Pop surrealist painter and all around wonderful person, Camilla d’Errico was at New York Comic Con last weekend promoting her work. Along with signings and panels, Camilla had a beautiful booth set-up in The Block all weekend. Collectors and new fans alike had the chance to purchase some of her beautiful works and chat with the artist herself.
We sat down with her to discuss some of her recent projects, including her work done on The Nightmare Before Christmas: Zero’s Journey. We discussed that, mermaids, bees, and everything in between.
Your art is beautiful, can you explain a little bit about the mediums you use?
Yeah, so actually use traditional paints. I use whole mind oil paints but they’re water soluble. I’m a big conservationist, I really believe we should take care of the planet so when I graduated college I was using oils and acrylics but that’s not really good for the environment. I found this toxic-free oil paint that a Japanese company invented so that’s what I use. I use that on top of birch plywood.
That’s so cool. What’s it like working with the wood?
It is amazing, I love it. Sometimes I actually see the painting in the wood. It is like one of those 90’s portraits where you had to stare at it to see it. I could never see those, but I can see like, a girl transforming out of wood grain. What I really like about it is that it is a hard surface so it is easier to paint on than canvas. If you press on canvas a little bit it actually dents the canvas and then you have to tighten it.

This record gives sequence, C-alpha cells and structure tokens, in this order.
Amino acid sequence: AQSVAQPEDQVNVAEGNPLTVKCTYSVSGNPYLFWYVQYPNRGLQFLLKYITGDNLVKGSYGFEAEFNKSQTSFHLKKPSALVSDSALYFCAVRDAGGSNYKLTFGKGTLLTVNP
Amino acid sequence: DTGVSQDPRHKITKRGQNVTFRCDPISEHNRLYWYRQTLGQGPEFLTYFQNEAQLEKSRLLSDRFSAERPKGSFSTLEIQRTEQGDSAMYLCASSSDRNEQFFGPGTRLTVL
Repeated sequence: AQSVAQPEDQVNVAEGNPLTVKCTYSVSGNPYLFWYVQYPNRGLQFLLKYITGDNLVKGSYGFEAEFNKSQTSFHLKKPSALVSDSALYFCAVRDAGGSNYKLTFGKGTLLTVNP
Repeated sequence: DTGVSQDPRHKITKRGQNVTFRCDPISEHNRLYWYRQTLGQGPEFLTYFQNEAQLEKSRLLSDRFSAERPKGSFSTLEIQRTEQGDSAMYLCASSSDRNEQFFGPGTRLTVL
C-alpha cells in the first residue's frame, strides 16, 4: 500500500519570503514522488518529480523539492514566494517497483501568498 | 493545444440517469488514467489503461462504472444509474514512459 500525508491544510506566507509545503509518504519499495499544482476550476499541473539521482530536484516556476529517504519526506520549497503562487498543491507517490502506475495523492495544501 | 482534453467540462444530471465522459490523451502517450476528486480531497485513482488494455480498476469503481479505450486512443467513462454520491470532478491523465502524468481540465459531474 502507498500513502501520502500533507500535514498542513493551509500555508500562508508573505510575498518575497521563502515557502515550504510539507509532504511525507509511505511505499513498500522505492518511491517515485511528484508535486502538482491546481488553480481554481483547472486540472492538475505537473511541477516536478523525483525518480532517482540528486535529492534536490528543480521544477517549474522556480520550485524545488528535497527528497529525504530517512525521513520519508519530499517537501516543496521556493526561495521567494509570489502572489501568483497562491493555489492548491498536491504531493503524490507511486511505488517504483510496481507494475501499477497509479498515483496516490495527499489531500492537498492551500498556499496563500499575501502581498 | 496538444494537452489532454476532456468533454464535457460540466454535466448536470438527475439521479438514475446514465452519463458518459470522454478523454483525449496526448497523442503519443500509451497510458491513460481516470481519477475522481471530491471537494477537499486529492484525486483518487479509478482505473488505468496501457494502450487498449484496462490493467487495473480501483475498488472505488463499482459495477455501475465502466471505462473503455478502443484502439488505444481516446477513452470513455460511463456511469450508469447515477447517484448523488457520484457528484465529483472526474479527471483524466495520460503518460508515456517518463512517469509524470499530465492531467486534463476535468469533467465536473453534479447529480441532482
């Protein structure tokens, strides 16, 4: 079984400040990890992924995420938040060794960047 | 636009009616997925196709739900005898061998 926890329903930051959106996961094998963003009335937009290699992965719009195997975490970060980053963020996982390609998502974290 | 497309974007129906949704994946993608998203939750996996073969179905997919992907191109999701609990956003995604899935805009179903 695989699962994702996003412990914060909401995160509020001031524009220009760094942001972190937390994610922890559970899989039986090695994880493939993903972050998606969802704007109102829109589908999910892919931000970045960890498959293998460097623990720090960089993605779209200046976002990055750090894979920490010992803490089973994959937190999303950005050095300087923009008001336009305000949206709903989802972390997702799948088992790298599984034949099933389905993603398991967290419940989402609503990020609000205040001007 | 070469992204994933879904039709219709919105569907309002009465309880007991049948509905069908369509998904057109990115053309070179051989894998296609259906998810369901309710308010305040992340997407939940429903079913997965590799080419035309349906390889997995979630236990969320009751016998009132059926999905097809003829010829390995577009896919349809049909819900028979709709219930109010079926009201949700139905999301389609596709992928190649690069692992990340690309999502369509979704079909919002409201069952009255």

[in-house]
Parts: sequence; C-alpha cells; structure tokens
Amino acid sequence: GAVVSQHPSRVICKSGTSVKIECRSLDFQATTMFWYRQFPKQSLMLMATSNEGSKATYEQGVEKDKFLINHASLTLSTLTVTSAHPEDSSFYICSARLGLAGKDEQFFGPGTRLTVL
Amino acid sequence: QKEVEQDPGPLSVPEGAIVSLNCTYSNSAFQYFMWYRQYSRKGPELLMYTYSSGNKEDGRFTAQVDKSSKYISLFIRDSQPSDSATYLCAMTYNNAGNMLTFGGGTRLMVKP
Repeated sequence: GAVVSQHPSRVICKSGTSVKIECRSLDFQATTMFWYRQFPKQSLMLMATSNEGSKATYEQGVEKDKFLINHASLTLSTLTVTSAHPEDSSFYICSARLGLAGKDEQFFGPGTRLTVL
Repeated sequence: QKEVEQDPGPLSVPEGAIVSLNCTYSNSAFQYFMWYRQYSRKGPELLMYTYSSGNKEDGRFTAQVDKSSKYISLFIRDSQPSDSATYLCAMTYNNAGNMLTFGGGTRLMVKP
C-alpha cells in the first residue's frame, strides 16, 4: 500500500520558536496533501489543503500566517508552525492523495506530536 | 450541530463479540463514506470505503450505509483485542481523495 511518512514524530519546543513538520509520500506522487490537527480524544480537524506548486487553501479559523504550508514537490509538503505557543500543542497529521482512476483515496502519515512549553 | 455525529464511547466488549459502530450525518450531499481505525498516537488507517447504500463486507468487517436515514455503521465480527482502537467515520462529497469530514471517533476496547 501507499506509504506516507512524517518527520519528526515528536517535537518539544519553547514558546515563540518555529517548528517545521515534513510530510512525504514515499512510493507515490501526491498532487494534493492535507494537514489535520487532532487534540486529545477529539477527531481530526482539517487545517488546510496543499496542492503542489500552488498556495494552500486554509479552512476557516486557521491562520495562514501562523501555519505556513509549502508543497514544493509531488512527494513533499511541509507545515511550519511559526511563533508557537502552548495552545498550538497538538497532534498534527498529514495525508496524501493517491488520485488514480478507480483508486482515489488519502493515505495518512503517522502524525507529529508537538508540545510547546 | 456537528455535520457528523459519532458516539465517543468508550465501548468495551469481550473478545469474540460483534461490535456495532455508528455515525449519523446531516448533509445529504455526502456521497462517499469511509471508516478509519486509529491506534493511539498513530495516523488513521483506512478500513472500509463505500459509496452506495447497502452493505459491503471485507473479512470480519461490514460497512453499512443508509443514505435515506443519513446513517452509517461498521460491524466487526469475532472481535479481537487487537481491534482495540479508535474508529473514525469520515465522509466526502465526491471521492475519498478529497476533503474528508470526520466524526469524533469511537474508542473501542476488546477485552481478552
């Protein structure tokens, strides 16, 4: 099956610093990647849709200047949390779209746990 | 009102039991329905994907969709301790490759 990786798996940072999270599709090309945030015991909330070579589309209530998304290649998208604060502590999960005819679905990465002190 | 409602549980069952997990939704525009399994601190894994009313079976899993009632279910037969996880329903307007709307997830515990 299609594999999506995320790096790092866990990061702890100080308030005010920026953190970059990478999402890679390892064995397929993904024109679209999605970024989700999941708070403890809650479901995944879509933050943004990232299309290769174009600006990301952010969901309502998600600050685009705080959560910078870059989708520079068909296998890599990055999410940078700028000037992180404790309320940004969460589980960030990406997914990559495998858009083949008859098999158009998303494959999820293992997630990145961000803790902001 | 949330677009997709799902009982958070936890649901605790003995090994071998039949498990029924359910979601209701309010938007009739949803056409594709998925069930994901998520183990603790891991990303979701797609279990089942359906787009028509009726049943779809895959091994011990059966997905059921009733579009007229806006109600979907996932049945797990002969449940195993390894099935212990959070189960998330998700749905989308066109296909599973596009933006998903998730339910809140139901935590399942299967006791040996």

I really like to work with the wood because I like my paints to absorb into it. Every piece of wood is individual and unique so some wood likes certain colors better, some absorbs it differently, so every time it is a different experience. Over-all I just really like the natural feel of it.
As I was looking at your art, I noticed some of the details you’re able to get on your oil paintings. How are you able to get that level of detail with that medium?
I think that comes from the water aspect of it, like the fact I can thin [the paint] down to do really thin washes. I can actually blend it with acrylics. Sometimes I’ll use fluid acrylics which are much thinner and hold in a lot of pigment. I use those to get the details.
Can you tell me a little bit about how you came into your artistic style?
Back in high school I wanted to be an artist for Top Cow. I really loved Michael Turner and his work, and Marc Sylvestri so I was focusing on that until Sailor Moon happened. And then I’m like, “oh my gosh, Tuxedo Mask is such a babe and he fights in a tuxedo”…